How do energy and matter relate?
—Megan

Answer: The great scientist Albert Einstein showed that matter is basically organized energy. All matter is made of atoms, which consist of incredibly tiny little bits of energy called quanta. (One of them is called a quantum.) Every atom has a nucleus at its center, which includes two kinds of quanta, protons and neutrons. Around this nucleus are spinning even tinier quanta called electrons.

What is the average cost to power a school?
—Kaylee

Answer: School energy costs vary widely and depend on many factors: the size of the school; whether it is open year round or just during the fall, winter, and spring; the age of the buildings; the type of fuel used for heating and cooling; fuel costs; and local weather patterns. This makes it difficult to come up with an accurate average school energy cost. If you would like to learn how much it costs to power your school, ask your principal. She or he should be able to tell you how much your school spends for energy in a typical year.

How is electricity made?
—Ali

Answer: In power plants various energy sources, such as fossil fuels (coal, oil, natural gas) or renewable energy sources (such as water, the sun, wind, biomass, or geothermal) are used to turn turbines. The turbines turn electromagnets that are surrounded by heavy coils of copper wire. The moving magnets cause the electrons in the copper wire to move from atom to atom, generating electricity.

How does energy work?
—Lillie

Answer: This is a broad question, and it's hard to know exactly what you're asking here. Perhaps you can find an answer to your question on this site within the Electrical Safety World section at http://www.e-smartonline.net/duke-energy/websites/esw.html. Try the "Producing Electricity" link within For Kids/Tell Me More to learn how electricity is generated from both nonrenewable and renewable energy resources. Or, if that's not quite what you're after, try the "Where Electricity Comes From" link within For Kids/The Travels of Electricity.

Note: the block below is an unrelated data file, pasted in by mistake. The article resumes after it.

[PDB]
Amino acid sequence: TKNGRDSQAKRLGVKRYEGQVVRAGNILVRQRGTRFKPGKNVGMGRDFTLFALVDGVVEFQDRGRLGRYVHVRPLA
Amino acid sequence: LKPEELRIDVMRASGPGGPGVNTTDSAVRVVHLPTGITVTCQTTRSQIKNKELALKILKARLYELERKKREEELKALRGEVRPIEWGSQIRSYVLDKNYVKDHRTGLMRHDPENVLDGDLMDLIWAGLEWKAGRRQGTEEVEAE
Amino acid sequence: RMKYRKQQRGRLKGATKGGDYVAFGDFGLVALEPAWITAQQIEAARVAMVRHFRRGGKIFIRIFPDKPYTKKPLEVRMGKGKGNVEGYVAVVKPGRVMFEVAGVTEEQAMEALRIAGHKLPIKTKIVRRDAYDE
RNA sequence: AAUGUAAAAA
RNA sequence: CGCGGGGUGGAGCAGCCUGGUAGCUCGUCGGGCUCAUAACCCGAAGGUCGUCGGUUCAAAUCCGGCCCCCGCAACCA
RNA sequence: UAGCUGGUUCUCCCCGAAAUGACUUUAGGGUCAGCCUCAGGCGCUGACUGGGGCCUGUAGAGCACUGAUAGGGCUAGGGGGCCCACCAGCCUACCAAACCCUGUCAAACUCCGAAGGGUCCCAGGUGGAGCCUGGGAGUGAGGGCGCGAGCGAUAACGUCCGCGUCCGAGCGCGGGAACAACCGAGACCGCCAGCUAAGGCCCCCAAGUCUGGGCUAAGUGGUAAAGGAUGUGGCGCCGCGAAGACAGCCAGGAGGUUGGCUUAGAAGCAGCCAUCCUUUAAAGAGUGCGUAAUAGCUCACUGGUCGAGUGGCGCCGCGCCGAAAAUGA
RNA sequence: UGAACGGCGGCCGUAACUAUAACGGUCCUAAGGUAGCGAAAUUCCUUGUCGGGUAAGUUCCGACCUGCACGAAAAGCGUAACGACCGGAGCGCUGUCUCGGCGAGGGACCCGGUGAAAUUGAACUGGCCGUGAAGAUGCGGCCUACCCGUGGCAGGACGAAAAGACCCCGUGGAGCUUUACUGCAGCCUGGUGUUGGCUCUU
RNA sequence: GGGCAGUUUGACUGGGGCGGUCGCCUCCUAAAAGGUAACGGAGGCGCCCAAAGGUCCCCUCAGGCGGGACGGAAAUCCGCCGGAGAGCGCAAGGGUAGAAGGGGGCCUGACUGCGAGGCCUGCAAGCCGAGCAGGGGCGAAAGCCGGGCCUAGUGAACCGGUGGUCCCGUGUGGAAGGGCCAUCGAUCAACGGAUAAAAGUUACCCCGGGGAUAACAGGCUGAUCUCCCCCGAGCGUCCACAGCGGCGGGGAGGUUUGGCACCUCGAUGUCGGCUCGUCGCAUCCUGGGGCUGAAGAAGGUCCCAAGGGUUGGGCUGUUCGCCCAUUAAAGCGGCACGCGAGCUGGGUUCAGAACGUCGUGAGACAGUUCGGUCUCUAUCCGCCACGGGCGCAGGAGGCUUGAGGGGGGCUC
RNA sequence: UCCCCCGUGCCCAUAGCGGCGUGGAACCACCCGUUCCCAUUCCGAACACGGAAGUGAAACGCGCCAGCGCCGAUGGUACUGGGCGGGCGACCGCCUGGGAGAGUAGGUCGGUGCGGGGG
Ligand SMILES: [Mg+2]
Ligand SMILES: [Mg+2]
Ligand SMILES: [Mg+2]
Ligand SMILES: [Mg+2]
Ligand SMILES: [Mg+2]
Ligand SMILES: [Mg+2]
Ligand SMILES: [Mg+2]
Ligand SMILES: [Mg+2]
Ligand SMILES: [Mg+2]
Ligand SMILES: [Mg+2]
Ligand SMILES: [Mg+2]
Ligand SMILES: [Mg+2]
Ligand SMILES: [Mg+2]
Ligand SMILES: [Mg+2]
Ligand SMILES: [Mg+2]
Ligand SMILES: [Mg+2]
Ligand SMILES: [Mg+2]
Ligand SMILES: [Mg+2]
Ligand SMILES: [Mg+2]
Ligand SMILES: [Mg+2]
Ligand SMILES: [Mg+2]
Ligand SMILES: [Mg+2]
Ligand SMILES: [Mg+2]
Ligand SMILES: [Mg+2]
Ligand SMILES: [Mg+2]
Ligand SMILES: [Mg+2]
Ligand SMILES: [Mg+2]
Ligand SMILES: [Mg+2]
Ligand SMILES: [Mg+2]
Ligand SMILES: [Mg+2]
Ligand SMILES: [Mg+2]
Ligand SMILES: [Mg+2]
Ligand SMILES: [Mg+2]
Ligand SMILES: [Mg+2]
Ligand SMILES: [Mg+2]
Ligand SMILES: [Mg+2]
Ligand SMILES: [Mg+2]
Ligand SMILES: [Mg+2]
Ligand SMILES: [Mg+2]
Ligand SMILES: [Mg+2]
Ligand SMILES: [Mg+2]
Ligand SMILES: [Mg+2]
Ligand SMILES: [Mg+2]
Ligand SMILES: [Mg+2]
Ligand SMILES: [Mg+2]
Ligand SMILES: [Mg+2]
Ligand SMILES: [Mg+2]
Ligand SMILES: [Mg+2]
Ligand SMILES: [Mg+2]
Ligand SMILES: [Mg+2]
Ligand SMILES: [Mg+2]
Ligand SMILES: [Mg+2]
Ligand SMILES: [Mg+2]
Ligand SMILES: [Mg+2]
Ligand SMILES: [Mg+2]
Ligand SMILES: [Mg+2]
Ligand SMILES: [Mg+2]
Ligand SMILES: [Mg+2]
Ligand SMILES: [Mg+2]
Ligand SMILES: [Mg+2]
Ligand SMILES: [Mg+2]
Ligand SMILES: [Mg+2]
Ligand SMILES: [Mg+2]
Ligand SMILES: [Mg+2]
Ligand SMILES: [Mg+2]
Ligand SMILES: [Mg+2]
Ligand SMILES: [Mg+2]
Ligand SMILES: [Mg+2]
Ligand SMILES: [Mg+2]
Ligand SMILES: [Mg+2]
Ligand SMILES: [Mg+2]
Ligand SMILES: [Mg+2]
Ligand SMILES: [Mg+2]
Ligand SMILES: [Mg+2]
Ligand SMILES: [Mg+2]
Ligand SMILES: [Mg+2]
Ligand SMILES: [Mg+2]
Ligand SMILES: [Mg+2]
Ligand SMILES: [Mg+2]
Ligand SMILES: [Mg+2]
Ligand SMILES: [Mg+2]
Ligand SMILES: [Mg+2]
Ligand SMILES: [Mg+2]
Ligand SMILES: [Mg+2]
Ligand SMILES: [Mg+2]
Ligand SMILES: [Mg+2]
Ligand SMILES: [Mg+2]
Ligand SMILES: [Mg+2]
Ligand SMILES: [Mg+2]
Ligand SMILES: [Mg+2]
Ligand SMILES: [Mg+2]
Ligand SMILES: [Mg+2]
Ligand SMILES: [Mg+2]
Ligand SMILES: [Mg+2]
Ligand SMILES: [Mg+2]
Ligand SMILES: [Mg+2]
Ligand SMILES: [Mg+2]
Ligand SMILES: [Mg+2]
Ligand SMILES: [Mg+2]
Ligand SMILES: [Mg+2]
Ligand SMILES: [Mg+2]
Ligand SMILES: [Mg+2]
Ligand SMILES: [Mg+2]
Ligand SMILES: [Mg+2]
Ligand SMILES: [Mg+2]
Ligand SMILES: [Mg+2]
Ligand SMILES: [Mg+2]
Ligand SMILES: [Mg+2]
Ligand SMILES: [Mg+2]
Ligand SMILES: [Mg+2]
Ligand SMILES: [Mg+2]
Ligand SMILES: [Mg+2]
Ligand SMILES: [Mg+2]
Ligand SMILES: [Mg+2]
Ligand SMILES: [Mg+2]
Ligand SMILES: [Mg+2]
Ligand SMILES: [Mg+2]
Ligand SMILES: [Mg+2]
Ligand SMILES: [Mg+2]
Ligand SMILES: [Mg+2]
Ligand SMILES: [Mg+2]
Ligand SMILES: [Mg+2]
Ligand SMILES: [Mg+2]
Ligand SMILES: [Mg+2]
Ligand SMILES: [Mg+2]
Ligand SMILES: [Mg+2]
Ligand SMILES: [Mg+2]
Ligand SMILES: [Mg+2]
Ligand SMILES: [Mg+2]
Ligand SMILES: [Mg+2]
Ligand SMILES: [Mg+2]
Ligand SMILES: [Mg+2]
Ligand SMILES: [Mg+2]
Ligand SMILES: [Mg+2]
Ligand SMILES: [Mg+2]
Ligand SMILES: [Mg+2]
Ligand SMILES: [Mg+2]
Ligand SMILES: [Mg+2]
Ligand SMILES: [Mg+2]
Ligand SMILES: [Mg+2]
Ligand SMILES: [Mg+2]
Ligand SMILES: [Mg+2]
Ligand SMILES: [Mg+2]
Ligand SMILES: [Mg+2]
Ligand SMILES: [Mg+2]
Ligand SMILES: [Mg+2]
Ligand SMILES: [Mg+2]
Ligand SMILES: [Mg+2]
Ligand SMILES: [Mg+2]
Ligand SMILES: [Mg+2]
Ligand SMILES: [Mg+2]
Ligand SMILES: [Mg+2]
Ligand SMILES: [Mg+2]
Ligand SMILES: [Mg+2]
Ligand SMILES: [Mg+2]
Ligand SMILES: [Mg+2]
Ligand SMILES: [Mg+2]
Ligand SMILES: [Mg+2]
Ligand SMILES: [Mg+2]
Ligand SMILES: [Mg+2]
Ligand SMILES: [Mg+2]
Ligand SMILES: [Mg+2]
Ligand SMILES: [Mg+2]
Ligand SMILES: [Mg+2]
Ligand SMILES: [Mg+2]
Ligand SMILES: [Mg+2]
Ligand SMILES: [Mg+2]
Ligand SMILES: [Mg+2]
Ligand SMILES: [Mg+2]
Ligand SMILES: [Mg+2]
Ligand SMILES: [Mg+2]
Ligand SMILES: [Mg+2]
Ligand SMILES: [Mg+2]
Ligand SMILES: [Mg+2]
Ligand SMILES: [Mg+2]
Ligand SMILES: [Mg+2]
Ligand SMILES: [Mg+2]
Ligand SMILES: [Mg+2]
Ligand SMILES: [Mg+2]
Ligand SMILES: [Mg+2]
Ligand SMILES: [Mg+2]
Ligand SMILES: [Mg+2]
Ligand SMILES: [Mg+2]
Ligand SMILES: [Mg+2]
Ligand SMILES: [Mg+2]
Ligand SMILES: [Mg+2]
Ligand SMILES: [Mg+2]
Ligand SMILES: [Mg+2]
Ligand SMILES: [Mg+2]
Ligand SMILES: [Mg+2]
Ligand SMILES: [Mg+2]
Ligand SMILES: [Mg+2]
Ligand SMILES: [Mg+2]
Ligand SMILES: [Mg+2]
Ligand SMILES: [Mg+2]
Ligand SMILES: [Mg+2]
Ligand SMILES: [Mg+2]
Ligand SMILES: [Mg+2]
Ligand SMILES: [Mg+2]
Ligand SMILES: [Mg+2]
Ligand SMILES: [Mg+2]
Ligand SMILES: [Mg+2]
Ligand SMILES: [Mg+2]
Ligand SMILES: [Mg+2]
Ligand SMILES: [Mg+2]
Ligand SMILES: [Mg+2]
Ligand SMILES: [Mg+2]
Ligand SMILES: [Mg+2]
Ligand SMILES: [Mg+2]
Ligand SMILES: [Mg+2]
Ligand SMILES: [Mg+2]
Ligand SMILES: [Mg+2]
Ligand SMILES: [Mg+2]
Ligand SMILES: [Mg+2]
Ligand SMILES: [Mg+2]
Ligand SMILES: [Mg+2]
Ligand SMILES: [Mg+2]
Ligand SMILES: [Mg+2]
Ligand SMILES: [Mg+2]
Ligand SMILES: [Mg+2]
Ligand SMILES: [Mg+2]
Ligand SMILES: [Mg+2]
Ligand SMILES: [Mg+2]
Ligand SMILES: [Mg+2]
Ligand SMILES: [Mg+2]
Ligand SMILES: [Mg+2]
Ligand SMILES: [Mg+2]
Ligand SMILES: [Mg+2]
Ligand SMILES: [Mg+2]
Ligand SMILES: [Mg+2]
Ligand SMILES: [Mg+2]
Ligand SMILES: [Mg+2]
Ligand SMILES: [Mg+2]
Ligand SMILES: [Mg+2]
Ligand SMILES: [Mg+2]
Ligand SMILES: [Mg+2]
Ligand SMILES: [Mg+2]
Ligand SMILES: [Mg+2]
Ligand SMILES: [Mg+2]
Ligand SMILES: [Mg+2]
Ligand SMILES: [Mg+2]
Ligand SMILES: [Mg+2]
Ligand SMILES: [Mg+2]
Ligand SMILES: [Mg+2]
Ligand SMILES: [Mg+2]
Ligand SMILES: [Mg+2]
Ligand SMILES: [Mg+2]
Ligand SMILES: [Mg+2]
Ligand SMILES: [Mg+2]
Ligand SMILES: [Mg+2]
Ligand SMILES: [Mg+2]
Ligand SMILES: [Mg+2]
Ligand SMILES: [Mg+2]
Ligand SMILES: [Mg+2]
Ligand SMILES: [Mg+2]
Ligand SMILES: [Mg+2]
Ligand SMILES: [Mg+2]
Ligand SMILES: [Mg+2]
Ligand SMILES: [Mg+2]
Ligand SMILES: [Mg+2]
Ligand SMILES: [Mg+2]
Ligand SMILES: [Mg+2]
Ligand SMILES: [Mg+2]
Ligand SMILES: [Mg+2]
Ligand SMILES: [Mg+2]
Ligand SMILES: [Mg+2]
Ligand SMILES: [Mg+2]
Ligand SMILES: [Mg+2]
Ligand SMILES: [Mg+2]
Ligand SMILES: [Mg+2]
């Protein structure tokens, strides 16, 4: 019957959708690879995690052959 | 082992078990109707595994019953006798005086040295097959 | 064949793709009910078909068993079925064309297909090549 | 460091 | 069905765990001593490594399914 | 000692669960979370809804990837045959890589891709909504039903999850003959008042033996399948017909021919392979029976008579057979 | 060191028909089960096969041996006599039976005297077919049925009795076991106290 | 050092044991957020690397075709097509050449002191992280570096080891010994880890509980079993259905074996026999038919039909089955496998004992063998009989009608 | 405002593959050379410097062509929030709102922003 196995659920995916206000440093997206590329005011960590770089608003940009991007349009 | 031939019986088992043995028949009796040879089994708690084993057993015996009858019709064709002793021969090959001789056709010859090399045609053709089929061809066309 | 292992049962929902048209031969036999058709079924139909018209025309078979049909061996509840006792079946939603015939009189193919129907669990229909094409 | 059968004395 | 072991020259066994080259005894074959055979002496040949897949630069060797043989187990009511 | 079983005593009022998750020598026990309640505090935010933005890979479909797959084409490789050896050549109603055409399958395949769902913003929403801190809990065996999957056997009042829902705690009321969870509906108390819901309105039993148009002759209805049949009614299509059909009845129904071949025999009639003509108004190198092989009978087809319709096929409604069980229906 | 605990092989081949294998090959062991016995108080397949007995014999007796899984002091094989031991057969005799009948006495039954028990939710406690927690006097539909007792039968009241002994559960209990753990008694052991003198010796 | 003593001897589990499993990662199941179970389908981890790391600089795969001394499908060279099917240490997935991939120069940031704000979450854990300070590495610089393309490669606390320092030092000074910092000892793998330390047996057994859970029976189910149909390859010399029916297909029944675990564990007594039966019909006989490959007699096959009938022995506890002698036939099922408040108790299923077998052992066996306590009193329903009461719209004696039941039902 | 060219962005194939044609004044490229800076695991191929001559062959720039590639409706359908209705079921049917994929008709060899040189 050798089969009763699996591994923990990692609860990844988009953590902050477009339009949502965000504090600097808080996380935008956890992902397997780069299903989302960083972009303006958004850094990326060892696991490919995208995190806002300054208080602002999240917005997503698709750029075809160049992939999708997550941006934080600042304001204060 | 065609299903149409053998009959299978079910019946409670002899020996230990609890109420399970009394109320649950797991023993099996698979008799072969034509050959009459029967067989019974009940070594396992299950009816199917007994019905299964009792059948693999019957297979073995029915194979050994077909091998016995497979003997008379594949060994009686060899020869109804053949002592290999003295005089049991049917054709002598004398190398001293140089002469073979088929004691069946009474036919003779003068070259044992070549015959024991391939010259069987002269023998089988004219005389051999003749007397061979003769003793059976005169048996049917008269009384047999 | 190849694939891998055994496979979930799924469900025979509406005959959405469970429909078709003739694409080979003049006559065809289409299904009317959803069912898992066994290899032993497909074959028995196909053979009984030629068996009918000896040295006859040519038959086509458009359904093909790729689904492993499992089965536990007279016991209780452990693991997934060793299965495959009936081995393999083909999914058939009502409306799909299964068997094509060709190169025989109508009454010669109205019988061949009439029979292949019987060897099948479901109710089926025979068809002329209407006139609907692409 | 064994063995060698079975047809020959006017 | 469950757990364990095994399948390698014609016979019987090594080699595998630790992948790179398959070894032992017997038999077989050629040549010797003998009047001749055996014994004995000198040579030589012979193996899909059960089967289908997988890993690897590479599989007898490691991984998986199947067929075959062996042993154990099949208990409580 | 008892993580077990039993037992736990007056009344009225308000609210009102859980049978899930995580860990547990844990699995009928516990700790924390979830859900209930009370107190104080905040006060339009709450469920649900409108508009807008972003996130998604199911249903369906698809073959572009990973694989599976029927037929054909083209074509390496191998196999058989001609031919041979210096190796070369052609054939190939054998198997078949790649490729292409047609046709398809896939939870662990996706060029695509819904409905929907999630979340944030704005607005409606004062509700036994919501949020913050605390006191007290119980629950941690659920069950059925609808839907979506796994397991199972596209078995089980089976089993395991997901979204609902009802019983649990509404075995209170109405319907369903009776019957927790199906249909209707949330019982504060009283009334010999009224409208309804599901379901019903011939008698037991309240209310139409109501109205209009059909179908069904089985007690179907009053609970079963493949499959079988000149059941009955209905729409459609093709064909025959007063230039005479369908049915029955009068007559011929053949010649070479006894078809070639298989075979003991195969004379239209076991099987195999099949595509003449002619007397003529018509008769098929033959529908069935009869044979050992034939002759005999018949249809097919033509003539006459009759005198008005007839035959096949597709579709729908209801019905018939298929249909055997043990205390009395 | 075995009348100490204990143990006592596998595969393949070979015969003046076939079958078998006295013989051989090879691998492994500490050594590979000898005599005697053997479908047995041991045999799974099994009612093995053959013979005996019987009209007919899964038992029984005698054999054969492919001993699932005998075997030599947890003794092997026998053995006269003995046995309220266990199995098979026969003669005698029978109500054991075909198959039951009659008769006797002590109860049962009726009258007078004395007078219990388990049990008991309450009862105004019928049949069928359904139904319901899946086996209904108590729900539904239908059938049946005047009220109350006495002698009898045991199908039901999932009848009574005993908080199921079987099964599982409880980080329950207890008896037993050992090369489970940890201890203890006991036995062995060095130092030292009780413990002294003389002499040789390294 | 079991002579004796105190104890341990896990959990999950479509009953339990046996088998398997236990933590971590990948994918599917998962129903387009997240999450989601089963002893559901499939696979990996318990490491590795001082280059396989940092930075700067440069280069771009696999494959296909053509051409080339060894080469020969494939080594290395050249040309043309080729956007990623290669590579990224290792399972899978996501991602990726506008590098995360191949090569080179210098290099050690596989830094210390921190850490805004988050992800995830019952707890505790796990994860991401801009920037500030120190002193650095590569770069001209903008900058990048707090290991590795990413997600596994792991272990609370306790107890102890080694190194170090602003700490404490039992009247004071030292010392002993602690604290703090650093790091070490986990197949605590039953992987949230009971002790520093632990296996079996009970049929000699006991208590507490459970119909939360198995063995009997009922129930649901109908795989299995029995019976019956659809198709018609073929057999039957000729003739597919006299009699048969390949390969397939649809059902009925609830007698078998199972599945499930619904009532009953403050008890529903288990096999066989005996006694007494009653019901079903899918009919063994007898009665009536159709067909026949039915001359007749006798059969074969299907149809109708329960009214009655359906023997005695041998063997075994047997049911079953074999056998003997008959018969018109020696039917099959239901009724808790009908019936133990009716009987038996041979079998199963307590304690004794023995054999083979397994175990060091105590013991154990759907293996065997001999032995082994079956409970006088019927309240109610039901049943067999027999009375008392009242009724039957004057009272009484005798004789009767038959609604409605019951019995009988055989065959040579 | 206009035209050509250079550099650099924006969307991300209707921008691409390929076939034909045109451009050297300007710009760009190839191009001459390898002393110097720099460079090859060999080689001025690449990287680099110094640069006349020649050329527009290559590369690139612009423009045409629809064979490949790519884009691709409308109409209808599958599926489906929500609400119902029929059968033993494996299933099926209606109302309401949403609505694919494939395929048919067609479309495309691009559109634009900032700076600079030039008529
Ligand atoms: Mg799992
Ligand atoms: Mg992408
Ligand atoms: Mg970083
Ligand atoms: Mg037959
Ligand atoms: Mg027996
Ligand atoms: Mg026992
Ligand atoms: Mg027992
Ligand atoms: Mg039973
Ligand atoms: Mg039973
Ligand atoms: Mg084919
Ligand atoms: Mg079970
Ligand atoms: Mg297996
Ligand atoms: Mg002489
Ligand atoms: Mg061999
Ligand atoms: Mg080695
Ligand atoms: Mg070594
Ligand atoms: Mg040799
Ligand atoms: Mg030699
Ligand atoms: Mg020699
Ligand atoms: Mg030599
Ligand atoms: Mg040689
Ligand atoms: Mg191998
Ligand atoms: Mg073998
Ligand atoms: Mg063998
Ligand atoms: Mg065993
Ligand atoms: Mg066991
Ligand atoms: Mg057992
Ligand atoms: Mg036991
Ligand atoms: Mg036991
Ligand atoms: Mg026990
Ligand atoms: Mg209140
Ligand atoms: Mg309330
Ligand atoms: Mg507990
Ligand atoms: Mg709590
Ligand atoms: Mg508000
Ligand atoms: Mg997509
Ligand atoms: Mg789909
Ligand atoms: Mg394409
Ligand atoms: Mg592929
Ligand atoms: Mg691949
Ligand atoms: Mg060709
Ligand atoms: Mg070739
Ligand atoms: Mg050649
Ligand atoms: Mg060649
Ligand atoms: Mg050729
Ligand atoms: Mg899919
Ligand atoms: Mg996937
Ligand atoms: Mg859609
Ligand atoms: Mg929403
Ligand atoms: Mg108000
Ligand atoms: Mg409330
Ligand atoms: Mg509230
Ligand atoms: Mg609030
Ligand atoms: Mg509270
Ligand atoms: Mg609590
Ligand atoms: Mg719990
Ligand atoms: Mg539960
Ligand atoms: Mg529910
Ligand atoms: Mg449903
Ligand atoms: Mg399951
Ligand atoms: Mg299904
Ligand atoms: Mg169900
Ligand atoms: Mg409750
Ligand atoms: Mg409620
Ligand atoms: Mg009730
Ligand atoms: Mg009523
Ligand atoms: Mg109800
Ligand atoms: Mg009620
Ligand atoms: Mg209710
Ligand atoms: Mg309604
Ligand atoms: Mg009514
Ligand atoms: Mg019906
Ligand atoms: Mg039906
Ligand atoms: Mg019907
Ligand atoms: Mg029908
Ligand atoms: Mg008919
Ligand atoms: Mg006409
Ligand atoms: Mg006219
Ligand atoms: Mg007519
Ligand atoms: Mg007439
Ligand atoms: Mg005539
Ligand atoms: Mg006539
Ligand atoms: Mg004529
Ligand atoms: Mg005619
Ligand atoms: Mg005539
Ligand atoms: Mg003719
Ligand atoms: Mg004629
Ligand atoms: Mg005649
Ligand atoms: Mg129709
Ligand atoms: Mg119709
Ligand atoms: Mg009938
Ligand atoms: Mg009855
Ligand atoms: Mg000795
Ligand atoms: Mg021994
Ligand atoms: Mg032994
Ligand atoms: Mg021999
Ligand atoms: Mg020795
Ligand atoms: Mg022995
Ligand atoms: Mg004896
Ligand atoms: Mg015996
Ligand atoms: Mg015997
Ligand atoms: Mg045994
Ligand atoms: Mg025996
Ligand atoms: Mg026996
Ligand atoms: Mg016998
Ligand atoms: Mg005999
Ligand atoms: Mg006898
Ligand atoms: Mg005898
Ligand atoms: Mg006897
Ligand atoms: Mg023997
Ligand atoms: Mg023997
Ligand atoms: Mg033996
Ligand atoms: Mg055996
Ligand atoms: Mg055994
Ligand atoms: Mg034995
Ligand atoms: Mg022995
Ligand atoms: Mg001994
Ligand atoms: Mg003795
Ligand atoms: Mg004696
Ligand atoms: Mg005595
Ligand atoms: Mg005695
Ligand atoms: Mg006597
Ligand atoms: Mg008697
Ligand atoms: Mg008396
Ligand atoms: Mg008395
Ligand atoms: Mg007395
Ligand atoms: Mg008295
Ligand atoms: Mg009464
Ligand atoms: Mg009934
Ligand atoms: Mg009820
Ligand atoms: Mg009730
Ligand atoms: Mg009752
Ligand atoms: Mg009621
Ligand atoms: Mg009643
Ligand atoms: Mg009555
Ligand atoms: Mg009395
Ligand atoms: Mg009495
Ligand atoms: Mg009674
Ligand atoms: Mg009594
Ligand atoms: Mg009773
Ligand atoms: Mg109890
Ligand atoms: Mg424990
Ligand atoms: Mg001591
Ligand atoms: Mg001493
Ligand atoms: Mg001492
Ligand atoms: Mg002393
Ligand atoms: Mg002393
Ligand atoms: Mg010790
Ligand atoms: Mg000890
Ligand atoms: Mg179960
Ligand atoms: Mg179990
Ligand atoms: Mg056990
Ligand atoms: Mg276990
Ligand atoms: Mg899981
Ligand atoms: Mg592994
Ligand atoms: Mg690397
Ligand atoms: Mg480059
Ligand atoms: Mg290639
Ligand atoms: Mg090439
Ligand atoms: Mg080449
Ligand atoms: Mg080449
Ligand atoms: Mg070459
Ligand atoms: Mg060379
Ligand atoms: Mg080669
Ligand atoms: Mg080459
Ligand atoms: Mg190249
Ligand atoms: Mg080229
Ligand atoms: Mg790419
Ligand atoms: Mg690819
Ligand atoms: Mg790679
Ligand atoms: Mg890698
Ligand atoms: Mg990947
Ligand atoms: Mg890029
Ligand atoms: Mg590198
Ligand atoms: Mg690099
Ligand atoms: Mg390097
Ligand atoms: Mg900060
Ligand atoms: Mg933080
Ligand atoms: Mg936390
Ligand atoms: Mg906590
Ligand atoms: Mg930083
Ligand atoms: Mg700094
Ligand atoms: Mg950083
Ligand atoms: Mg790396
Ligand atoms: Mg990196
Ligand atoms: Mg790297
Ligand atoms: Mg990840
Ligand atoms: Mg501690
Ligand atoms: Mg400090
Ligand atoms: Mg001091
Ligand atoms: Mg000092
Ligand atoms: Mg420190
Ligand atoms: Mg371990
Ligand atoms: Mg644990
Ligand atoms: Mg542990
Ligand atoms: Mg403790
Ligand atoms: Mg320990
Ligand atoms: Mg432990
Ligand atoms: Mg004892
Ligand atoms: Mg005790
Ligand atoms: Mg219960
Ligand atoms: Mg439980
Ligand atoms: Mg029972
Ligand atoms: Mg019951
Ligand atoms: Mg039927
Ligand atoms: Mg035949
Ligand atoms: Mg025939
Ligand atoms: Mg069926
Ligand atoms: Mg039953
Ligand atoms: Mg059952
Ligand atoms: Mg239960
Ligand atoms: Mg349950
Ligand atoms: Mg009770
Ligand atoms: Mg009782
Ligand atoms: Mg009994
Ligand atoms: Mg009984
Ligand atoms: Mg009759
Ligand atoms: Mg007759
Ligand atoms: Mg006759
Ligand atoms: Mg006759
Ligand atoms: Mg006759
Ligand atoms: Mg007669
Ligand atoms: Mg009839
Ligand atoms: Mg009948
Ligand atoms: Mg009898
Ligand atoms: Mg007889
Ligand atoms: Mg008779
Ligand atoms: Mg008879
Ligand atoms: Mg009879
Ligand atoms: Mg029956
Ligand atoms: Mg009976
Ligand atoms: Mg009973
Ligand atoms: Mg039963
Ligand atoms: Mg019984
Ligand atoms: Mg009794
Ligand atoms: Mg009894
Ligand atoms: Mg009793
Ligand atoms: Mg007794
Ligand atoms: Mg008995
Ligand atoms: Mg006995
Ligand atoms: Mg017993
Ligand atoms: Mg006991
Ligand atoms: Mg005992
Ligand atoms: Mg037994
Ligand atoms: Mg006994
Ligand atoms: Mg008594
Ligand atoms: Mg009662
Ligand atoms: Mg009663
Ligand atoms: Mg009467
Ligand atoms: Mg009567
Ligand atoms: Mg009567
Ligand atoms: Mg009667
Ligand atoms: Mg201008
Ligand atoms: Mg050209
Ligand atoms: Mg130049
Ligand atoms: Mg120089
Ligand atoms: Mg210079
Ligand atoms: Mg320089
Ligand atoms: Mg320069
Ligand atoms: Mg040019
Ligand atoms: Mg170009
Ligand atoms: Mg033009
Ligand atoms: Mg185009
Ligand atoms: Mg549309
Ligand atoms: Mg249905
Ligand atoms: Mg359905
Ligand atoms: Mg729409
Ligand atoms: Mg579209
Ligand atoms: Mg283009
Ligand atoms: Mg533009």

What do nuclear power plants plan to do with the nuclear wastes buried in the earth? Will they continue to bury it?
—Ross

Answer: Nuclear plants do not store or bury used nuclear fuel in the earth. Although there are currently no facilities in the United States that allow for a common, permanent location for the disposal of used nuclear fuel, all nuclear power plants store used fuel safely and securely at the plant site. Commercial nuclear power plants were designed and built with storage pools to provide safe on–site storage of used fuel. In addition to storage pools, used fuel is also kept in dry storage canisters or casks. Constructed of many layers of steel and lead, these containers are extremely robust, and are stored on thick concrete pads inside a highly protected area of the plant.